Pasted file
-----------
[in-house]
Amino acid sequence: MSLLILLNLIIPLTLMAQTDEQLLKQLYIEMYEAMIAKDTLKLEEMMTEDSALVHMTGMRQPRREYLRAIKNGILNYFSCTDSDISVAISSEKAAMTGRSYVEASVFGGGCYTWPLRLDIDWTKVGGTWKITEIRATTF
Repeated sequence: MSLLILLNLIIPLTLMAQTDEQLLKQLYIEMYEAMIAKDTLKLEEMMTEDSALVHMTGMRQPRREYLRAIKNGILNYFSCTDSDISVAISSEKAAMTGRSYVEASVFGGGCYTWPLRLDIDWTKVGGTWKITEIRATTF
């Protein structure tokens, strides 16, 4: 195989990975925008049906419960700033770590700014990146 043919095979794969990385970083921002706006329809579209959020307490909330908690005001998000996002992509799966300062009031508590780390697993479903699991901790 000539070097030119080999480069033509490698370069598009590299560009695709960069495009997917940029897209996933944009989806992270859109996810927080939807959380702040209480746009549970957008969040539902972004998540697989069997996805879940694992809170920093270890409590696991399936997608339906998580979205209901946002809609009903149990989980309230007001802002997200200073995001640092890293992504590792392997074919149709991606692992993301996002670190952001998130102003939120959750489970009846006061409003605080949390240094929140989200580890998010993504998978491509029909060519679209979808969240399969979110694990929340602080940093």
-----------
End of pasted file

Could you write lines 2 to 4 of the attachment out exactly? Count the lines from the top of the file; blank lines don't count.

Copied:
Amino acid sequence: MSLLILLNLIIPLTLMAQTDEQLLKQLYIEMYEAMIAKDTLKLEEMMTEDSALVHMTGMRQPRREYLRAIKNGILNYFSCTDSDISVAISSEKAAMTGRSYVEASVFGGGCYTWPLRLDIDWTKVGGTWKITEIRATTF
Repeated sequence: MSLLILLNLIIPLTLMAQTDEQLLKQLYIEMYEAMIAKDTLKLEEMMTEDSALVHMTGMRQPRREYLRAIKNGILNYFSCTDSDISVAISSEKAAMTGRSYVEASVFGGGCYTWPLRLDIDWTKVGGTWKITEIRATTF
């Protein structure tokens, strides 16, 4: 195989990975925008049906419960700033770590700014990146 043919095979794969990385970083921002706006329809579209959020307490909330908690005001998000996002992509799966300062009031508590780390697993479903699991901790 000539070097030119080999480069033509490698370069598009590299560009695709960069495009997917940029897209996933944009989806992270859109996810927080939807959380702040209480746009549970957008969040539902972004998540697989069997996805879940694992809170920093270890409590696991399936997608339906998580979205209901946002809609009903149990989980309230007001802002997200200073995001640092890293992504590792392997074919149709991606692992993301996002670190952001998130102003939120959750489970009846006061409003605080949390240094929140989200580890998010993504998978491509029909060519679209979808969240399969979110694990929340602080940093």